14 Jun


Thursday, June 14, 2012

“Live simply so others may simply live.” –Mother Teresa

                If any of you have ever helped me move or watched me pack or just walked into my room on a bad (okay, typical) day, you would know that this idea is laughable. I’m terribly unorganized in the packing and unpacking of my belongings, extremely messy when I don’t have a roommate (and usually when I do), and am kind of a pack-rat. I have a hard time saying goodbye to things that have sentimental value or that I have deluded myself into thinking that I might use again. I have too much stuff, plain and simple.

But here in Alaska I have 9 work shirts, 2 sets of running/hiking clothes, 3 pairs of jeans (one pair had an unfortunate accident so I did have to get another pair for work), and 3 pairs of shoes including my running shoes. This is a big deal for me. My boss was talking about song lyrics my second week here but I couldn’t have put it better myself, “If you don’t have it, you don’t need it”. And while this is not universally applicable-I’m sure a starving child needs food-it makes a lot of sense in our overly indulged world of instant satisfaction. I’m so used to having my senses stimulated-smells, sounds, and especially sights- that to have a sparse room with no decoration is actually comforting. I’m not constantly bombarded with information or thoughts, given, it is scary to be inside your own head that much, but it reminds me of how much excess I live with on a daily basis.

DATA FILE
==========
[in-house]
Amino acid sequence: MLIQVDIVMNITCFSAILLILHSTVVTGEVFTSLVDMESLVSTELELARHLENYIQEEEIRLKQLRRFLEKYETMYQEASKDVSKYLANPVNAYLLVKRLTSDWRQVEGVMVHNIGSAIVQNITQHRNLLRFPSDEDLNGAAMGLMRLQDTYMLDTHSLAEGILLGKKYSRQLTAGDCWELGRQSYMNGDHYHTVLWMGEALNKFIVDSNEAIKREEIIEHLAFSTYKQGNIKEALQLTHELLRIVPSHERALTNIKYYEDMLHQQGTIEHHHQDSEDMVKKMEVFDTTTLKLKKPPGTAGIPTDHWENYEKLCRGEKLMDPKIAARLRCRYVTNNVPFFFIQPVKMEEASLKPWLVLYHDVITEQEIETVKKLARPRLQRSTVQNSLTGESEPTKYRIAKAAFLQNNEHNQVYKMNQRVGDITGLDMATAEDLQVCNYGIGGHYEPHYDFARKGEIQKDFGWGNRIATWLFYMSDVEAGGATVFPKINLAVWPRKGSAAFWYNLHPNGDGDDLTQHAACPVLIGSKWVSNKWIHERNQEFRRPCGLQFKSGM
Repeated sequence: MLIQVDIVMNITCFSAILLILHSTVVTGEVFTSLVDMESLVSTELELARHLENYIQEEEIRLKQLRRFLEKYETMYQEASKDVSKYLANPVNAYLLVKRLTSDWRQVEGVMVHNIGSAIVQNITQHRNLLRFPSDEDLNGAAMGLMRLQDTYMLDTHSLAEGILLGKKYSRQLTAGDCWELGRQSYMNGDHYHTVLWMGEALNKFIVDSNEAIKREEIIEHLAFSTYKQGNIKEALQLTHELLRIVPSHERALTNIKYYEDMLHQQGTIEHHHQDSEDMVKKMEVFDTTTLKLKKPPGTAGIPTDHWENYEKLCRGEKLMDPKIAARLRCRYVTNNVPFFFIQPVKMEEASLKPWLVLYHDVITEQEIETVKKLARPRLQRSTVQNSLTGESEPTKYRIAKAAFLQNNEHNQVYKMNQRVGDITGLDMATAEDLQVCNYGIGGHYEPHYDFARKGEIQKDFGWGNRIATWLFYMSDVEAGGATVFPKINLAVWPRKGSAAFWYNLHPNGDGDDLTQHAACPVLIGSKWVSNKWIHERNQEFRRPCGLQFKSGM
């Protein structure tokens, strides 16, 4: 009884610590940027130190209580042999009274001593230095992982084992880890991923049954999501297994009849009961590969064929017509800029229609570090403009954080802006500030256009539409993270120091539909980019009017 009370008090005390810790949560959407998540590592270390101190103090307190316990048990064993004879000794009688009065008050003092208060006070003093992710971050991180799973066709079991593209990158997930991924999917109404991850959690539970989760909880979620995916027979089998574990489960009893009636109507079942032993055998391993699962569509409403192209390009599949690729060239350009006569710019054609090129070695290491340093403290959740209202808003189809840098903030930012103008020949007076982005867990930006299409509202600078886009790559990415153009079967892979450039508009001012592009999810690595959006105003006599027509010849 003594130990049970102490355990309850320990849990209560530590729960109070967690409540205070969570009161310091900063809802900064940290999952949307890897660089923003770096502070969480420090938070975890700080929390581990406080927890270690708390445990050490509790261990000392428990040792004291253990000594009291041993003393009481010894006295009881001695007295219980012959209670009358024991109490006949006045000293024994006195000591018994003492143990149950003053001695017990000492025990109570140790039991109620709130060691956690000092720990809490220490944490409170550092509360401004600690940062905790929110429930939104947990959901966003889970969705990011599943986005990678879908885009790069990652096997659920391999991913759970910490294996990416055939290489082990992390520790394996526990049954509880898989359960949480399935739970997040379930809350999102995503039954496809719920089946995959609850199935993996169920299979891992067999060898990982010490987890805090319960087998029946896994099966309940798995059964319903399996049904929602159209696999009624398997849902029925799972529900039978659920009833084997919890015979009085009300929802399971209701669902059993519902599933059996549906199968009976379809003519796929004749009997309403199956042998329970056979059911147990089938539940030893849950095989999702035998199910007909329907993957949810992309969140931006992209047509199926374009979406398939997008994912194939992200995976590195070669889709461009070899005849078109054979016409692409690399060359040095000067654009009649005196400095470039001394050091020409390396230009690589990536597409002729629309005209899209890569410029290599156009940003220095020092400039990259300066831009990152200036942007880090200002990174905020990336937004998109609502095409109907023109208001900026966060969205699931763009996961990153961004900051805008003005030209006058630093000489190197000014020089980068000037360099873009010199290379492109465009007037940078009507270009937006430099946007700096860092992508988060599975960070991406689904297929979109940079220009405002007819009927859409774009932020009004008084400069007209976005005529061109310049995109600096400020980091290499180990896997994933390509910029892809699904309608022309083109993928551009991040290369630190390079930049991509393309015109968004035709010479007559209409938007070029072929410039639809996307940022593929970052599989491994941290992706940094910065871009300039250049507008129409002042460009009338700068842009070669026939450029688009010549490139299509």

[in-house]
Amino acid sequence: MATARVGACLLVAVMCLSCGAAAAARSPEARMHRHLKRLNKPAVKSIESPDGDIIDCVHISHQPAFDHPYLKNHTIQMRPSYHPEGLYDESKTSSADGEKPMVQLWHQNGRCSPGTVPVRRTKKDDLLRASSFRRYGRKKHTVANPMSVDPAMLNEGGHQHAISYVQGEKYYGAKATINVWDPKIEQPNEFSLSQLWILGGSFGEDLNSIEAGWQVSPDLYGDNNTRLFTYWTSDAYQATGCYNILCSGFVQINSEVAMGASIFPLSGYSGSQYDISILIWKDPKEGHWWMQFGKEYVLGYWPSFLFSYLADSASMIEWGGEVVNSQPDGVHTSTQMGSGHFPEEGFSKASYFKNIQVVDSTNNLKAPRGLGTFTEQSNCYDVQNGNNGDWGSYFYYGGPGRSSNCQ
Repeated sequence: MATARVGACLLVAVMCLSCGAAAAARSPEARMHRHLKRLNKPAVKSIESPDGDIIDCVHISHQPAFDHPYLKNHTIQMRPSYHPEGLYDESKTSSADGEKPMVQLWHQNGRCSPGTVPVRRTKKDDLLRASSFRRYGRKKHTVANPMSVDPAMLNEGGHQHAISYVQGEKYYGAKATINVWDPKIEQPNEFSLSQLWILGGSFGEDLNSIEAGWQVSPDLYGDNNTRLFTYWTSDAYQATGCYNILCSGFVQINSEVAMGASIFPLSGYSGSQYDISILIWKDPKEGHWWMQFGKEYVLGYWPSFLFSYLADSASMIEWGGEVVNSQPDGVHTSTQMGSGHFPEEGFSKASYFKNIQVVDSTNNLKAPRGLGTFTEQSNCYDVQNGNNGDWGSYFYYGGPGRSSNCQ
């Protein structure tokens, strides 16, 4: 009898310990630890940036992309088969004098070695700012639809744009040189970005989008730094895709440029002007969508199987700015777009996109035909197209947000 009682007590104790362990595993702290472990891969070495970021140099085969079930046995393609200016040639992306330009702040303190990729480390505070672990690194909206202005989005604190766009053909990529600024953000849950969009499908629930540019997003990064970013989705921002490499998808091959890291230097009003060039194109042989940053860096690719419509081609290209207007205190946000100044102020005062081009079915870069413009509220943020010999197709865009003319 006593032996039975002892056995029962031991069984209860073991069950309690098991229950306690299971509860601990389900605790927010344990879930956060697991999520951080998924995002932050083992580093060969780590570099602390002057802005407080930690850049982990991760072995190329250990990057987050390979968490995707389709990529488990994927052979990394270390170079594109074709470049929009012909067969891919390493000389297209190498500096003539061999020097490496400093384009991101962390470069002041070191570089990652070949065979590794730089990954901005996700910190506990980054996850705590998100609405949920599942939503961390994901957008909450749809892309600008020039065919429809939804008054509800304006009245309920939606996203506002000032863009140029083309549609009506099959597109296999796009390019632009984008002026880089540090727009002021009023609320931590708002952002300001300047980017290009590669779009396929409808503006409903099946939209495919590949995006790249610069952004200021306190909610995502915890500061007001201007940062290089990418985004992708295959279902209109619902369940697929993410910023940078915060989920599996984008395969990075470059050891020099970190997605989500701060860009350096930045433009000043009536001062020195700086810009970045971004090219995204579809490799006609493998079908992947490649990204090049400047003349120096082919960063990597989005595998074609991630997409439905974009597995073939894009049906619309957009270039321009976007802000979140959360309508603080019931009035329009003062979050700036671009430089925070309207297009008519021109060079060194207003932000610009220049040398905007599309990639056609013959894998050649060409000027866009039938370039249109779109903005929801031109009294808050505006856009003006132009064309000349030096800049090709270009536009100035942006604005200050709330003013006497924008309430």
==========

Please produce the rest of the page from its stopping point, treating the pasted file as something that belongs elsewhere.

Some of the most powerful and inspirational leaders lived with nothing, Gandhi and Jesus for example. They did not need things to exert their power or be inspirational-their actions did that. In Richard Gregg’s article The Value of Voluntary Simplicity, he proposes the idea of simplicity as a solution for the various gaps-social, economical, and educational-visible in our society. He does not propose we all live on the streets in only cloth and starve ourselves for long periods of time to find enlightenment; he calls us to do away with the excess, the stuff that is keeping us from our ultimate goal. He quotes Gandhi, “Only give up a thing when you want some other condition so much that the thing no longer has any attraction for you, or when it seems to interfere with that which is more greatly desired.” It is not giving up anything and everything; it is giving up that which distracts us from our greater goal.

This has been a dawning realization while I’m here, so I walk to work whenever I’m not driving a client to an appointment or meeting in Wasilla, I’m working to give up the nasty caffeine addiction I picked up during finals week, and I have been eating vegetarian when I’m on my own. These are little changes, but are easy to make. Obviously they are not going to fix the world problems, but it is important to realize how lucky I am to have the option to give these up when so many people don’t even have their basic needs met. I have a lot of sorting to do, both mentally/emotionally, and physically when I have the chance to start to de-clutter the excess in my life-both material and socially/emotionally. Here are some facts we’ve all heard but tend to forget in our day to day activities; I felt they were appropriate.



One response to “Simplicity

  1. Binks

    June 15, 2012 at 6:55 am

    Too true. I felt the same in the DR when I had one small suitcase for the whole month. It’s so refreshing to live simply. I vote we de-clutter together when you return.


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